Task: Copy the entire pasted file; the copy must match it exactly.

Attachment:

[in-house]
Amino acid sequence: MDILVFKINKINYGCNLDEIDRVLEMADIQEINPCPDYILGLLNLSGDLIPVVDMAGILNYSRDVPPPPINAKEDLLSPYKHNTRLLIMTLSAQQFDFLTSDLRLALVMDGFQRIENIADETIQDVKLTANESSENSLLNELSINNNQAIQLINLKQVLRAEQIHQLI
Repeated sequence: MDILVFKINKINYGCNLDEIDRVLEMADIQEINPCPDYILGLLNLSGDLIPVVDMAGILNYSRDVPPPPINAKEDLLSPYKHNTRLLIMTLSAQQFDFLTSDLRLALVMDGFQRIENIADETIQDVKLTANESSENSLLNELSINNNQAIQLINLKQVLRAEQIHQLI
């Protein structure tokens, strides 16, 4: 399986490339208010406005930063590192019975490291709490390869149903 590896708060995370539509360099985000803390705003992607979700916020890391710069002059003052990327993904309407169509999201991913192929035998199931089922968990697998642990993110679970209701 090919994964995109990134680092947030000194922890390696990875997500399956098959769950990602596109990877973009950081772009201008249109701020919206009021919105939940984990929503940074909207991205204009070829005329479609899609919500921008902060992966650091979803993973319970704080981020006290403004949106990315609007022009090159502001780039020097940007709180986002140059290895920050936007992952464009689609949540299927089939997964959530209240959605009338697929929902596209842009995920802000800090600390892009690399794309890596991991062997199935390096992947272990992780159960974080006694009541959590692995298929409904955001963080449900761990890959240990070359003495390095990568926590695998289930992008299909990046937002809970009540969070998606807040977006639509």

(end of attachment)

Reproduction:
[in-house]
Amino acid sequence: MDILVFKINKINYGCNLDEIDRVLEMADIQEINPCPDYILGLLNLSGDLIPVVDMAGILNYSRDVPPPPINAKEDLLSPYKHNTRLLIMTLSAQQFDFLTSDLRLALVMDGFQRIENIADETIQDVKLTANESSENSLLNELSINNNQAIQLINLKQVLRAEQIHQLI
Repeated sequence: MDILVFKINKINYGCNLDEIDRVLEMADIQEINPCPDYILGLLNLSGDLIPVVDMAGILNYSRDVPPPPINAKEDLLSPYKHNTRLLIMTLSAQQFDFLTSDLRLALVMDGFQRIENIADETIQDVKLTANESSENSLLNELSINNNQAIQLINLKQVLRAEQIHQLI
């Protein structure tokens, strides 16, 4: 399986490339208010406005930063590192019975490291709490390869149903 590896708060995370539509360099985000803390705003992607979700916020890391710069002059003052990327993904309407169509999201991913192929035998199931089922968990697998642990993110679970209701 090919994964995109990134680092947030000194922890390696990875997500399956098959769950990602596109990877973009950081772009201008249109701020919206009021919105939940984990929503940074909207991205204009070829005329479609899609919500921008902060992966650091979803993973319970704080981020006290403004949106990315609007022009090159502001780039020097940007709180986002140059290895920050936007992952464009689609949540299927089939997964959530209240959605009338697929929902596209842009995920802000800090600390892009690399794309890596991991062997199935390096992947272990992780159960974080006694009541959590692995298929409904955001963080449900761990890959240990070359003495390095990568926590695998289930992008299909990046937002809970009540969070998606807040977006639509």